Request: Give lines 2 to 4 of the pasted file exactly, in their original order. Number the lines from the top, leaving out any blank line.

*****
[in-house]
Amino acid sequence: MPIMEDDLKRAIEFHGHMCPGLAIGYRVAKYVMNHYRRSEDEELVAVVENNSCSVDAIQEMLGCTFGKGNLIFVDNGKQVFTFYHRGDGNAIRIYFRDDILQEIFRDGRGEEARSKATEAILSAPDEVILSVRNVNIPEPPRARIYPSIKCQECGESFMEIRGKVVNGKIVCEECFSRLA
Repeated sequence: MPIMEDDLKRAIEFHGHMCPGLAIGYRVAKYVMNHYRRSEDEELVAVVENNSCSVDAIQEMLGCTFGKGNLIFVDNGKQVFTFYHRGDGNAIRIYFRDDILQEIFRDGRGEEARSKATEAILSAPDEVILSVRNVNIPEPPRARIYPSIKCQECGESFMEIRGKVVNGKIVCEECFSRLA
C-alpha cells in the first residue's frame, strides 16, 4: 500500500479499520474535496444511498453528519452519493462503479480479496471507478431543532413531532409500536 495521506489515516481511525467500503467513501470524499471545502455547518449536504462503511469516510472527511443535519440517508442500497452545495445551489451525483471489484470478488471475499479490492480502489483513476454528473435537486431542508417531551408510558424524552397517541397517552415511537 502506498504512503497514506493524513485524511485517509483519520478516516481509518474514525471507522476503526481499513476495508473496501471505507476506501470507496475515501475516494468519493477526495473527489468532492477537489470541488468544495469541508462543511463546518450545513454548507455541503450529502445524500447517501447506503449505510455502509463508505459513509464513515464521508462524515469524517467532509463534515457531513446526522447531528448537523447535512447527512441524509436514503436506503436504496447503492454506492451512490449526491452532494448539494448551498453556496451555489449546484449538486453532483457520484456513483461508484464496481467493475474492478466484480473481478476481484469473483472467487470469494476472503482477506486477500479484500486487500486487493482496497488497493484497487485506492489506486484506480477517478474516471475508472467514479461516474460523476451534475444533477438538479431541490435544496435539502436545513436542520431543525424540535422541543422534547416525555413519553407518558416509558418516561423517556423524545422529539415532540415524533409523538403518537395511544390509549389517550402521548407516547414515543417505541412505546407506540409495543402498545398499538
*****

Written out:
Amino acid sequence: MPIMEDDLKRAIEFHGHMCPGLAIGYRVAKYVMNHYRRSEDEELVAVVENNSCSVDAIQEMLGCTFGKGNLIFVDNGKQVFTFYHRGDGNAIRIYFRDDILQEIFRDGRGEEARSKATEAILSAPDEVILSVRNVNIPEPPRARIYPSIKCQECGESFMEIRGKVVNGKIVCEECFSRLA
Repeated sequence: MPIMEDDLKRAIEFHGHMCPGLAIGYRVAKYVMNHYRRSEDEELVAVVENNSCSVDAIQEMLGCTFGKGNLIFVDNGKQVFTFYHRGDGNAIRIYFRDDILQEIFRDGRGEEARSKATEAILSAPDEVILSVRNVNIPEPPRARIYPSIKCQECGESFMEIRGKVVNGKIVCEECFSRLA
C-alpha cells in the first residue's frame, strides 16, 4: 500500500479499520474535496444511498453528519452519493462503479480479496471507478431543532413531532409500536 495521506489515516481511525467500503467513501470524499471545502455547518449536504462503511469516510472527511443535519440517508442500497452545495445551489451525483471489484470478488471475499479490492480502489483513476454528473435537486431542508417531551408510558424524552397517541397517552415511537 502506498504512503497514506493524513485524511485517509483519520478516516481509518474514525471507522476503526481499513476495508473496501471505507476506501470507496475515501475516494468519493477526495473527489468532492477537489470541488468544495469541508462543511463546518450545513454548507455541503450529502445524500447517501447506503449505510455502509463508505459513509464513515464521508462524515469524517467532509463534515457531513446526522447531528448537523447535512447527512441524509436514503436506503436504496447503492454506492451512490449526491452532494448539494448551498453556496451555489449546484449538486453532483457520484456513483461508484464496481467493475474492478466484480473481478476481484469473483472467487470469494476472503482477506486477500479484500486487500486487493482496497488497493484497487485506492489506486484506480477517478474516471475508472467514479461516474460523476451534475444533477438538479431541490435544496435539502436545513436542520431543525424540535422541543422534547416525555413519553407518558416509558418516561423517556423524545422529539415532540415524533409523538403518537395511544390509549389517550402521548407516547414515543417505541412505546407506540409495543402498545398499538